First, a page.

HGPII's approach to transparency and voluntary compliance could become a model for the entire healthcare industry in the future owing to both the federal and state governments' enforcement efforts. In 2006, the U.S. government had another record year in healthcare fraud settlement recoveries. It collected more than $3 billion in healthcare fraud settlements and judgments.4 The Department of Justice and the Office of Inspector General for HHS could view sincere participation in a self-governance ethics organization as a mitigating factor when deciding whether to prosecute or exclude a company from federal healthcare programs. HGPII's model should help ensure that industry's view of compliance with the law is aligned with the government's interpretation. It is not uncommon for the government and industry to arrive at different interpretations of healthcare regulations. A transparent self-governance model that encourages interaction with the government should clarify the law and help healthcare companies ensure that they are compliant with it.
In addition, participation in a transparent self-governance model should help decrease the number of frivolous whistleblower lawsuits filed against participants. The government receives a significant amount of its healthcare fraud and abuse cases from whistleblowers under the Federal False Claims Act. Whistleblowers can be employees, but also can be consumers and competitors. If a company discloses more information about its compliance program and business practices to the public, it is likely to decrease its chances of a whistleblower lawsuit. Defending a frivolous whistleblower lawsuit can easily cost seven figures. A more transparent process has the potential to save both companies and the government millions of dollars in investigating unnecessary claims.
A transparent self-governance model can also help healthcare companies ensure that their compliance program meets the requirements of the U.S. Sentencing Commission Guidelines for the Sentencing of Organizations. Federal judges use these guidelines to determine the penalty for a company when a violation occurs. One of the key principles of the guidelines is that each organization must promote a culture that encourages ethical conduct and commitment to comply with the law. A company's penalty can be reduced by as much as 95% if it is deemed to have an effective compliance program in place.5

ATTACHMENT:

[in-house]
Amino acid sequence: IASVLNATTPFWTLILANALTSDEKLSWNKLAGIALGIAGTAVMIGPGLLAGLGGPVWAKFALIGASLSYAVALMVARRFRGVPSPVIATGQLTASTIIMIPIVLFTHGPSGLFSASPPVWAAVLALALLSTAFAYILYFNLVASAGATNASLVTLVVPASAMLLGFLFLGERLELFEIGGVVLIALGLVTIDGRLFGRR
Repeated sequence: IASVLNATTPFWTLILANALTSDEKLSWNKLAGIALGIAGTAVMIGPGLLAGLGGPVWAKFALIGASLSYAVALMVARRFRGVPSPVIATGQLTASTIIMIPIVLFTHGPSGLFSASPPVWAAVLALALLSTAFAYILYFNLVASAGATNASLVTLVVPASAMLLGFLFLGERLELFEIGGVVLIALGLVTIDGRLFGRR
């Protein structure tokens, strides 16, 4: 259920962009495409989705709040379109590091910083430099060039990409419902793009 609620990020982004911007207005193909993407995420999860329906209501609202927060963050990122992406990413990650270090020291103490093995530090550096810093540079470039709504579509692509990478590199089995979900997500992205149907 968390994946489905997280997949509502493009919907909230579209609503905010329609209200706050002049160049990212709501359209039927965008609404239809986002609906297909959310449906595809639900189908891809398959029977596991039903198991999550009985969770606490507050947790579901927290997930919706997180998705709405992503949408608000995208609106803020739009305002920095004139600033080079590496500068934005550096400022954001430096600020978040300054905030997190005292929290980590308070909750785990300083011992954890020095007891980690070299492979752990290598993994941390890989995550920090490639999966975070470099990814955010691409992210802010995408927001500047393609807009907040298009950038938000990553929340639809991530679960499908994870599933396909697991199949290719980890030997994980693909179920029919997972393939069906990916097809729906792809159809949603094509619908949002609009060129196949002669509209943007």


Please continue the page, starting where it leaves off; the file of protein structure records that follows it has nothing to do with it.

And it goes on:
Finally, investing in a transparent self-governing organization that promotes compliance can even directly affect the value of a company's supply chain. Some recent studies suggest a significant return on investment when a company invests in promoting ethical business practices. For example, a McKinsey study found more than 80% of institutional investors said they would pay 18% more for a company with good governance.6,7
Although cash is king in the finance arena, transparency may soon become king in the compliance arena. A more transparent system should provide more accountability and efficiency in the marketplace and ultimately lead to cost savings and better health outcomes for the consumer. A higher level of compliance with the law also can further ensure fair competition in the marketplace, which leads to higher-quality healthcare services and products.